Fortifying Linux against common malware
Securing enterprise Linux desktops against hostile code has gotten easier, thanks to Ingo Molnar's work on the NX enabler patch in Linux kernel 2.6.8 and processor-based, page protection mechanisms. The trick is in the execution, and, as usual, the Microsoft way probably is not the right choice.
Common IT wisdom calls for measuring computational performance by execution cycles and runtime efficiency, so it seems counterintuitive to gauge a processor by what it does not execute. This approach, however, brings a much-needed preventive capability to the desktop arena, one that has been used successfully on servers to fight malware.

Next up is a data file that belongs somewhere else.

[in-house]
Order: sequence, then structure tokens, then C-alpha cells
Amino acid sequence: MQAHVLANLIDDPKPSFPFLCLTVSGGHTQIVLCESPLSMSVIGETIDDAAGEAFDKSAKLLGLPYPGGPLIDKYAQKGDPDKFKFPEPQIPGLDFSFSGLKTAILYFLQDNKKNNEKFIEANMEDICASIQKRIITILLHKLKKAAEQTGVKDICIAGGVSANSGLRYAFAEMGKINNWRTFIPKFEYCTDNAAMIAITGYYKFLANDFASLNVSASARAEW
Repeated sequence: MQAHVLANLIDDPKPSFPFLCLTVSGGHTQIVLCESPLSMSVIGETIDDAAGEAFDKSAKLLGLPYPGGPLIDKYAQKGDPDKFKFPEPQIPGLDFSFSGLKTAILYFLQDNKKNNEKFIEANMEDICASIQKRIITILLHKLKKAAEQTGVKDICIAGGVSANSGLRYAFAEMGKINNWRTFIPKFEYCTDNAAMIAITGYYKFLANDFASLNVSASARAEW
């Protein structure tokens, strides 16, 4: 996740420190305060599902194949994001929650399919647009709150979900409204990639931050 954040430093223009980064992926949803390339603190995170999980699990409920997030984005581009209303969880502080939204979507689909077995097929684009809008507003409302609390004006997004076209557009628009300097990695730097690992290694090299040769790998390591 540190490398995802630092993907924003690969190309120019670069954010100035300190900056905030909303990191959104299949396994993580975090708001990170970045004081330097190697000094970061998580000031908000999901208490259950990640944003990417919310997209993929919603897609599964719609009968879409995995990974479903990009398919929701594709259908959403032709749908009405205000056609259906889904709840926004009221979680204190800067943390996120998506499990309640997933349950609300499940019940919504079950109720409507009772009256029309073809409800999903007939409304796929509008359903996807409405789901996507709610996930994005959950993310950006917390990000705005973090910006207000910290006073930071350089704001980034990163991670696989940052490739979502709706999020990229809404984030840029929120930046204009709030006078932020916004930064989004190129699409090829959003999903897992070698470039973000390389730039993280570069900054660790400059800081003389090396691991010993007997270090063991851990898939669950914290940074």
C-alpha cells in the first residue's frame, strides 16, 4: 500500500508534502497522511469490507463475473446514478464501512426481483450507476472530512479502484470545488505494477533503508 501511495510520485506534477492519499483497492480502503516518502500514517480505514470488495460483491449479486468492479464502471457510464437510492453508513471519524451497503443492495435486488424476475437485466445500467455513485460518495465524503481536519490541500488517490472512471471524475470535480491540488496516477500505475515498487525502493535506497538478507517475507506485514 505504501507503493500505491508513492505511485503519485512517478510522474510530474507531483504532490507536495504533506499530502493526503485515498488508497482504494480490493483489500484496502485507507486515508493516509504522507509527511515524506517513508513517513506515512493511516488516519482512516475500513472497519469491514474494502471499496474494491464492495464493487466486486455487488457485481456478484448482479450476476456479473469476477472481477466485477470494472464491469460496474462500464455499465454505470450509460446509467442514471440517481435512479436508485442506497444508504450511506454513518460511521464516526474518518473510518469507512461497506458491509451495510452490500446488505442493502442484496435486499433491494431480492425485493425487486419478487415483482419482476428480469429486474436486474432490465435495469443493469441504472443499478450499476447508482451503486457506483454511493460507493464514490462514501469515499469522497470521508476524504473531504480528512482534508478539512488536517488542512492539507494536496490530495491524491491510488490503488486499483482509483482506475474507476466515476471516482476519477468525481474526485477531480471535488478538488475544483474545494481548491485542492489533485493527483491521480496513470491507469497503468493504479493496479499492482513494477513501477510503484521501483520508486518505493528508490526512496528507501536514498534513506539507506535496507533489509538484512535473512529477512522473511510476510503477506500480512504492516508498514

Although not entirely a new concept, both AMD's No-Execute (NX) and Intel's Execute Disabled (XD) capabilities provide an underlying page protection mechanism entrenched within the inner workings of microprocessor Page Table Entries (PTE). These page tables are essentially windows to information in memory regions that core operating system (OS) components use. Fortifying Linux against common malware
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